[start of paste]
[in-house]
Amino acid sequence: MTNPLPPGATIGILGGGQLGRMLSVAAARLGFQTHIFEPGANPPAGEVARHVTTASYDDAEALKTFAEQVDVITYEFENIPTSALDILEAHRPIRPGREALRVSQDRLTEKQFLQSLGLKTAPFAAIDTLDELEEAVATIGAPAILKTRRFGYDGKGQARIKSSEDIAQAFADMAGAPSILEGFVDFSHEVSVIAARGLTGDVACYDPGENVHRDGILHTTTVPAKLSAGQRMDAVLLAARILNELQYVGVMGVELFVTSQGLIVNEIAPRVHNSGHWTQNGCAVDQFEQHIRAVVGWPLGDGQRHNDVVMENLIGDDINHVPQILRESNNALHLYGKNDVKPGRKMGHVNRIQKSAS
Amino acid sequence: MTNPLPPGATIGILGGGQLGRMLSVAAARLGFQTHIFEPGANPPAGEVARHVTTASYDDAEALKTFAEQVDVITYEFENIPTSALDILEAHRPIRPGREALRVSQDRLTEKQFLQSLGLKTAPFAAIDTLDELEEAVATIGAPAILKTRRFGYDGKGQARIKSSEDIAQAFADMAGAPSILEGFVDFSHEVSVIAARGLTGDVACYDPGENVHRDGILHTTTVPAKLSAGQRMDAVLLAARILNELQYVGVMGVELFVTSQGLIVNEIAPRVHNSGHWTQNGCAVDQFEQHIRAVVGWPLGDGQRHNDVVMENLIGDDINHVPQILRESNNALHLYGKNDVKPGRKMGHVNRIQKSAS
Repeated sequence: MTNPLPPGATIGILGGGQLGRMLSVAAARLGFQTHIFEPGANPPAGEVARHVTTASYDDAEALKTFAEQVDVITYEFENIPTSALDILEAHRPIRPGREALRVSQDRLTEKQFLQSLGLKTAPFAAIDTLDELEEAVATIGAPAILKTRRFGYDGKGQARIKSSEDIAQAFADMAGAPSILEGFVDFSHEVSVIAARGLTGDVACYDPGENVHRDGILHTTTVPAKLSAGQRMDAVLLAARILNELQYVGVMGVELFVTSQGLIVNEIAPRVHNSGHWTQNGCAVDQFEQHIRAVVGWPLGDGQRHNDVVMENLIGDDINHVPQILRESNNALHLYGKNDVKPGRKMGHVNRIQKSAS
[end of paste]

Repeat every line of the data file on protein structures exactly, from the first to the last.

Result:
[in-house]
Amino acid sequence: MTNPLPPGATIGILGGGQLGRMLSVAAARLGFQTHIFEPGANPPAGEVARHVTTASYDDAEALKTFAEQVDVITYEFENIPTSALDILEAHRPIRPGREALRVSQDRLTEKQFLQSLGLKTAPFAAIDTLDELEEAVATIGAPAILKTRRFGYDGKGQARIKSSEDIAQAFADMAGAPSILEGFVDFSHEVSVIAARGLTGDVACYDPGENVHRDGILHTTTVPAKLSAGQRMDAVLLAARILNELQYVGVMGVELFVTSQGLIVNEIAPRVHNSGHWTQNGCAVDQFEQHIRAVVGWPLGDGQRHNDVVMENLIGDDINHVPQILRESNNALHLYGKNDVKPGRKMGHVNRIQKSAS
Amino acid sequence: MTNPLPPGATIGILGGGQLGRMLSVAAARLGFQTHIFEPGANPPAGEVARHVTTASYDDAEALKTFAEQVDVITYEFENIPTSALDILEAHRPIRPGREALRVSQDRLTEKQFLQSLGLKTAPFAAIDTLDELEEAVATIGAPAILKTRRFGYDGKGQARIKSSEDIAQAFADMAGAPSILEGFVDFSHEVSVIAARGLTGDVACYDPGENVHRDGILHTTTVPAKLSAGQRMDAVLLAARILNELQYVGVMGVELFVTSQGLIVNEIAPRVHNSGHWTQNGCAVDQFEQHIRAVVGWPLGDGQRHNDVVMENLIGDDINHVPQILRESNNALHLYGKNDVKPGRKMGHVNRIQKSAS
Repeated sequence: MTNPLPPGATIGILGGGQLGRMLSVAAARLGFQTHIFEPGANPPAGEVARHVTTASYDDAEALKTFAEQVDVITYEFENIPTSALDILEAHRPIRPGREALRVSQDRLTEKQFLQSLGLKTAPFAAIDTLDELEEAVATIGAPAILKTRRFGYDGKGQARIKSSEDIAQAFADMAGAPSILEGFVDFSHEVSVIAARGLTGDVACYDPGENVHRDGILHTTTVPAKLSAGQRMDAVLLAARILNELQYVGVMGVELFVTSQGLIVNEIAPRVHNSGHWTQNGCAVDQFEQHIRAVVGWPLGDGQRHNDVVMENLIGDDINHVPQILRESNNALHLYGKNDVKPGRKMGHVNRIQKSAS